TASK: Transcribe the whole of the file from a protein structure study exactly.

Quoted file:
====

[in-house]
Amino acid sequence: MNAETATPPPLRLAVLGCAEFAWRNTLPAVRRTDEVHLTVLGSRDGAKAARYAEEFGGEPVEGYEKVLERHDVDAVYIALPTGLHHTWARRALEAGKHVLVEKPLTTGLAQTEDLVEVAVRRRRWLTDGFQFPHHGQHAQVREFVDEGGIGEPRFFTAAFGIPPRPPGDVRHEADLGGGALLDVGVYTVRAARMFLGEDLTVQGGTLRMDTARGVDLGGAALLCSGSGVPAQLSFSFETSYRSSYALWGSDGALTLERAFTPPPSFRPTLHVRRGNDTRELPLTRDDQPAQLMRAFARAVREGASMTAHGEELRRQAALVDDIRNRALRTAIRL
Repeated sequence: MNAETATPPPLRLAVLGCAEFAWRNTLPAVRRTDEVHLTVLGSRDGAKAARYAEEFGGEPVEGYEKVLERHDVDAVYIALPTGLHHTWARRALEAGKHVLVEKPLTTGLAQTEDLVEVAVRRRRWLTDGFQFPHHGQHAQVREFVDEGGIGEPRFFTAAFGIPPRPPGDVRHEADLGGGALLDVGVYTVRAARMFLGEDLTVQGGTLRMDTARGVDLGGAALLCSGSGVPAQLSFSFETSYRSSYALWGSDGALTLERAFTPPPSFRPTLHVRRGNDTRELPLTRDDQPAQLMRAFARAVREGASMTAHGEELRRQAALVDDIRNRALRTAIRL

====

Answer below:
[in-house]
Amino acid sequence: MNAETATPPPLRLAVLGCAEFAWRNTLPAVRRTDEVHLTVLGSRDGAKAARYAEEFGGEPVEGYEKVLERHDVDAVYIALPTGLHHTWARRALEAGKHVLVEKPLTTGLAQTEDLVEVAVRRRRWLTDGFQFPHHGQHAQVREFVDEGGIGEPRFFTAAFGIPPRPPGDVRHEADLGGGALLDVGVYTVRAARMFLGEDLTVQGGTLRMDTARGVDLGGAALLCSGSGVPAQLSFSFETSYRSSYALWGSDGALTLERAFTPPPSFRPTLHVRRGNDTRELPLTRDDQPAQLMRAFARAVREGASMTAHGEELRRQAALVDDIRNRALRTAIRL
Repeated sequence: MNAETATPPPLRLAVLGCAEFAWRNTLPAVRRTDEVHLTVLGSRDGAKAARYAEEFGGEPVEGYEKVLERHDVDAVYIALPTGLHHTWARRALEAGKHVLVEKPLTTGLAQTEDLVEVAVRRRRWLTDGFQFPHHGQHAQVREFVDEGGIGEPRFFTAAFGIPPRPPGDVRHEADLGGGALLDVGVYTVRAARMFLGEDLTVQGGTLRMDTARGVDLGGAALLCSGSGVPAQLSFSFETSYRSSYALWGSDGALTLERAFTPPPSFRPTLHVRRGNDTRELPLTRDDQPAQLMRAFARAVREGASMTAHGEELRRQAALVDDIRNRALRTAIRL